X CO 2 = i n i × moli i n i × moli + molCO 2 - un × 100
S i = n i × moli i n i   ×   moli × 100
where:
  • ni: number of carbon atoms of product i.
  • moli: number of moles of product i.
  • mol CO2-un: mol of unreacted CO2.

3. Results

3.1. Effect of the Support and Synthesis Conditions on the Molybdenum Crystal Phases

The molybdenum crystal phases obtained have been identified by in situ XRD under H2 or N2, and the patterns are shown in Figure 1A. It can be observed that the support and the reaction conditions clearly influence the XRD pattern.
While diffractions ascribed to molybdenum phases are barely insinuated at around 37.1° for CuMoxC/H-500 and CuMoxC/H-550, the catalyst CuMoxC/H showed diffractions with maxima at 2θ of 36.9° that seem to include another contribution at 37.1° and at 53.1°. According to our previous results combining XANES, XPS, and XRD characterization, the first peak may contain contributions of either MoOxCy and/or MoO2. The possibility of molybdenum hydride species might also be considered, since they have been also identified and would appear at similar angles compared to MoOxCy [4,6,18,19,20].
Further heating of this sample at 700 °C led to a pattern where diffractions at 2θ of 36.9°, 37.7°, and 39.5° are observed. In this case, it appears that the sample contains contributions due to MoOxCy, the first peak, and to those of the (002) and (101) planes of β-Mo2C hcp phase, the last two peaks. Moreover, diffractions at 2θ of 40.6° and 58.7° assigned to Mo0, which correspond to the (110) and (200) planes of the cubic structure of Mo0 (JCPDS 42–1120), respectively, are also observed.
When changing the synthesis conditions for CuMoxC/H to an inert atmosphere, the patterns are similar for both samples treated at 600 °C and 700 °C. They displayed peaks at 2θ of 36.7° and 37.1°, which again can be ascribed to MoOxCy, but the first diffraction can also include the contribution of the (111) plane of Cu2O [21]. Furthermore, the sample treated at 700 °C under inert atmosphere displayed an additional wide peak at 2θ of 39.4°, which can be attributed to MoO3. However, the detection of carbide and oxycarbide by XPS (see Table 1) could indicate that this peak also includes the diffraction of the β-Mo2C phase.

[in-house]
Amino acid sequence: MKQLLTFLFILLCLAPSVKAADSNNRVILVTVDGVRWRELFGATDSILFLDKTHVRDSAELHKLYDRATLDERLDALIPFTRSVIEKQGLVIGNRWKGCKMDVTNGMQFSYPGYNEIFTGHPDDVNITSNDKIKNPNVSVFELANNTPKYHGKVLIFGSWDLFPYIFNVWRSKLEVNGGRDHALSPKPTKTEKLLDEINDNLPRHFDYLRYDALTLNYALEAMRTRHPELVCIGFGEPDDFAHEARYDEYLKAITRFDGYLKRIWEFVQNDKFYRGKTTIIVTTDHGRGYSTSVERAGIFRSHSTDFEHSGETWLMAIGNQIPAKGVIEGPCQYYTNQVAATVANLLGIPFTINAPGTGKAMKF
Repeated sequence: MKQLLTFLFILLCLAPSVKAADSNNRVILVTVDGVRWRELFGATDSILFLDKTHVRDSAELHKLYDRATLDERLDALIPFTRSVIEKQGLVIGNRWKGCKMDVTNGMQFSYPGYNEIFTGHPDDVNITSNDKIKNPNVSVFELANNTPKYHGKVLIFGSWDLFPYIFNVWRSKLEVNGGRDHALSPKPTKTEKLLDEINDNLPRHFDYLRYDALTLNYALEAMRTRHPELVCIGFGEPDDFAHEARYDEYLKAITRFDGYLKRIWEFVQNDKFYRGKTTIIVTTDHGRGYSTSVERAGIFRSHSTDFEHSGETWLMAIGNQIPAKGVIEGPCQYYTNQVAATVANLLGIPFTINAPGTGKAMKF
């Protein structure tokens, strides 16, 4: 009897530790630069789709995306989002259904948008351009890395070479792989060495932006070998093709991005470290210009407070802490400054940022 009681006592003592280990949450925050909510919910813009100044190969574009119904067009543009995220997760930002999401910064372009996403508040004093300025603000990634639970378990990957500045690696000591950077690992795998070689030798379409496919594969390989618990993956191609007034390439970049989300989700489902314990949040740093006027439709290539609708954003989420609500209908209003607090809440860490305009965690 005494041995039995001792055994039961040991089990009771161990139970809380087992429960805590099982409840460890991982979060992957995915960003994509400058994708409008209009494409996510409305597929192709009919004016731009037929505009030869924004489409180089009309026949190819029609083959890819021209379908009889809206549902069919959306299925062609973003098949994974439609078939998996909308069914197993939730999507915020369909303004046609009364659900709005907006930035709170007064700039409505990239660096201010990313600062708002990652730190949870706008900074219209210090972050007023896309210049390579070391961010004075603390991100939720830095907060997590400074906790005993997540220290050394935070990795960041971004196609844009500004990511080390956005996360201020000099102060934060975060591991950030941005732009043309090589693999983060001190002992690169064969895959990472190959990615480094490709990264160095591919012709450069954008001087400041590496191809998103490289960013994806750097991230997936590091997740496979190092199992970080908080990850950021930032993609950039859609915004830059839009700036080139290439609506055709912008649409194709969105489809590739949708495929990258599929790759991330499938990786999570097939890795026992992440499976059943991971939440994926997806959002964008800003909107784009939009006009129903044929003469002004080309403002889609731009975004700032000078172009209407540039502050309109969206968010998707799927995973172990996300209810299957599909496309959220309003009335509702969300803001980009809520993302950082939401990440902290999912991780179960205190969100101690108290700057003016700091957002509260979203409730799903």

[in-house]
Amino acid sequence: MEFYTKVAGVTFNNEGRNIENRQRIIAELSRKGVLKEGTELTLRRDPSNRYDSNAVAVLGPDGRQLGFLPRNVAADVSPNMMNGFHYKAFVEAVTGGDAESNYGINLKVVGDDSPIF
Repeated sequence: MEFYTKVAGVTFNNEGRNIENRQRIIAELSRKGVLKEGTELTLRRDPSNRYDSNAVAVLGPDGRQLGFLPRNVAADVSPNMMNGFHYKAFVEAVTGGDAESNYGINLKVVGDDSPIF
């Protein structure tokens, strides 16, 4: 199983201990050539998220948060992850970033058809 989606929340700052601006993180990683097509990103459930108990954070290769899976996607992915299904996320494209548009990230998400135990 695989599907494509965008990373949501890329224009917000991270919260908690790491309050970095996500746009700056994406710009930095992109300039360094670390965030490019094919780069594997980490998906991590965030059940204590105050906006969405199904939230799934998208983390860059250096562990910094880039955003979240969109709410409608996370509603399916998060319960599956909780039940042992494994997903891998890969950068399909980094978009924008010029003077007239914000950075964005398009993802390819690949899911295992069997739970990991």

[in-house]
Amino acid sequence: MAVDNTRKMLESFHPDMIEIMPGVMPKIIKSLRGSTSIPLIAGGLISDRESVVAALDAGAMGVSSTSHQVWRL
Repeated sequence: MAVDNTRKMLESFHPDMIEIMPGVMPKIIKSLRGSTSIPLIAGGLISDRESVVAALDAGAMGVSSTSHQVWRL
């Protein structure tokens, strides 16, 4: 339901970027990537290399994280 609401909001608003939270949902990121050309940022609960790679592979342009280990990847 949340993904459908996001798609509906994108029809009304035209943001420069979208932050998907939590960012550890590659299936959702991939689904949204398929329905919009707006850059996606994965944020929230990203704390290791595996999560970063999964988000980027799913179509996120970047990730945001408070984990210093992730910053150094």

As long as the effect of the support is concerned, the sample prepared over reduced graphene oxide, CuMoxC/rGO, and treated under H2 at 600 °C, displayed a small hump with two insinuated peaks at 2θ of 37.7° and 39.6° which seem to indicate the presence of β-Mo2C and MoOxCy phases. When the support for the metallic precursors was CNT, the resulting XRD showed a small contribution at around 2θ of 37.1° which may correspond to highly dispersed Mo phases, MoOxCy and β-Mo2C.
Moreover, all the samples treated under hydrogen display diffractions at around 43.1° and 50.0°, which are assigned to the (111) and (200) planes of metallic copper (JCPDS 04-0836). Sample CuMoxC/H treated under inert atmosphere also showed diffractions at 2θ of 41.1° and 41.5° which correspond to Cu2O [21]. In addition, the absence of diffractions corresponding to copper carbide that would appear around 2θ of 36.0° indicates that under the employed conditions its formation is not favoured, as it was also verified by the XPS analyses [22,23].
The oxidation states of Mo and Cu species and metal/C ratios were assessed by XPS of the carburized samples, and the Mo 3d3/5 region of each catalyst is shown in Figure 2. The Mo 3d region displayed several contributions which can be assigned to the following oxidation states: Mo0 (227.9 eV), Mo+2 (228.2–228.6 eV), Mo (228.9–229.8 eV), Mo+5 (231.0–231.2 eV), and Mo+6 (232.1–232.6 eV). The attribution of each binding energy is included in Table 1. Mo+2 corresponds to Mo with Mo-C bonds, while Mo+5 and Mo+6 are species of Mo2O5 and MoO3, respectively, due to incomplete carburization [24]. In addition, the Mo is an intermediate oxidation state between +4 and +2 that can be ascribed to MoOxCy.